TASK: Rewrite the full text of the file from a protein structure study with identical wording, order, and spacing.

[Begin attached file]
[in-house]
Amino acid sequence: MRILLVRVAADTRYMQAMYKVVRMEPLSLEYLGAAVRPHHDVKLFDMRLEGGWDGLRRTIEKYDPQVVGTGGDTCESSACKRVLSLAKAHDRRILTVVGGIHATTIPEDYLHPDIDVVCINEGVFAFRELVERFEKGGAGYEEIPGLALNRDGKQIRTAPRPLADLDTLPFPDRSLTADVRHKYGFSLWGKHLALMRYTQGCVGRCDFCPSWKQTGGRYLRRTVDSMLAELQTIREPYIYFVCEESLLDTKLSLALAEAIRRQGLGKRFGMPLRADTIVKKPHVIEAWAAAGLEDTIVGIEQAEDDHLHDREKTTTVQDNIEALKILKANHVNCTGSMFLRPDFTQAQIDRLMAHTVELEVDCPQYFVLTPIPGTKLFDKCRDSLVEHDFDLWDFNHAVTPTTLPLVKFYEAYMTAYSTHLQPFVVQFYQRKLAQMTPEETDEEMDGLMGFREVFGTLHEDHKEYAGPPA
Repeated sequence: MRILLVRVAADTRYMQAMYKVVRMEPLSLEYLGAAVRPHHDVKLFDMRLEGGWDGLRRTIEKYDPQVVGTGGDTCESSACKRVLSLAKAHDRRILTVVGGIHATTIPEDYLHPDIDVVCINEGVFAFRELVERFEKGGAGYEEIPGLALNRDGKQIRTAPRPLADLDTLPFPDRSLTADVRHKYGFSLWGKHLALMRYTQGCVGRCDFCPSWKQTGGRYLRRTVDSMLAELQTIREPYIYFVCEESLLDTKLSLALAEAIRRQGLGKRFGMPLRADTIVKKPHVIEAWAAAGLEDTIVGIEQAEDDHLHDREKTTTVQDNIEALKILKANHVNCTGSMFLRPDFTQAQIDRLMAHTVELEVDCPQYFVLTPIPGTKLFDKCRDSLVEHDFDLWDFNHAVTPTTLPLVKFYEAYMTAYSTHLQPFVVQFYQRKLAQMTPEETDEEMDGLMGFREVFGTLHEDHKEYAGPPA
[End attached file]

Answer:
[in-house]
Amino acid sequence: MRILLVRVAADTRYMQAMYKVVRMEPLSLEYLGAAVRPHHDVKLFDMRLEGGWDGLRRTIEKYDPQVVGTGGDTCESSACKRVLSLAKAHDRRILTVVGGIHATTIPEDYLHPDIDVVCINEGVFAFRELVERFEKGGAGYEEIPGLALNRDGKQIRTAPRPLADLDTLPFPDRSLTADVRHKYGFSLWGKHLALMRYTQGCVGRCDFCPSWKQTGGRYLRRTVDSMLAELQTIREPYIYFVCEESLLDTKLSLALAEAIRRQGLGKRFGMPLRADTIVKKPHVIEAWAAAGLEDTIVGIEQAEDDHLHDREKTTTVQDNIEALKILKANHVNCTGSMFLRPDFTQAQIDRLMAHTVELEVDCPQYFVLTPIPGTKLFDKCRDSLVEHDFDLWDFNHAVTPTTLPLVKFYEAYMTAYSTHLQPFVVQFYQRKLAQMTPEETDEEMDGLMGFREVFGTLHEDHKEYAGPPA
Repeated sequence: MRILLVRVAADTRYMQAMYKVVRMEPLSLEYLGAAVRPHHDVKLFDMRLEGGWDGLRRTIEKYDPQVVGTGGDTCESSACKRVLSLAKAHDRRILTVVGGIHATTIPEDYLHPDIDVVCINEGVFAFRELVERFEKGGAGYEEIPGLALNRDGKQIRTAPRPLADLDTLPFPDRSLTADVRHKYGFSLWGKHLALMRYTQGCVGRCDFCPSWKQTGGRYLRRTVDSMLAELQTIREPYIYFVCEESLLDTKLSLALAEAIRRQGLGKRFGMPLRADTIVKKPHVIEAWAAAGLEDTIVGIEQAEDDHLHDREKTTTVQDNIEALKILKANHVNCTGSMFLRPDFTQAQIDRLMAHTVELEVDCPQYFVLTPIPGTKLFDKCRDSLVEHDFDLWDFNHAVTPTTLPLVKFYEAYMTAYSTHLQPFVVQFYQRKLAQMTPEETDEEMDGLMGFREVFGTLHEDHKEYAGPPA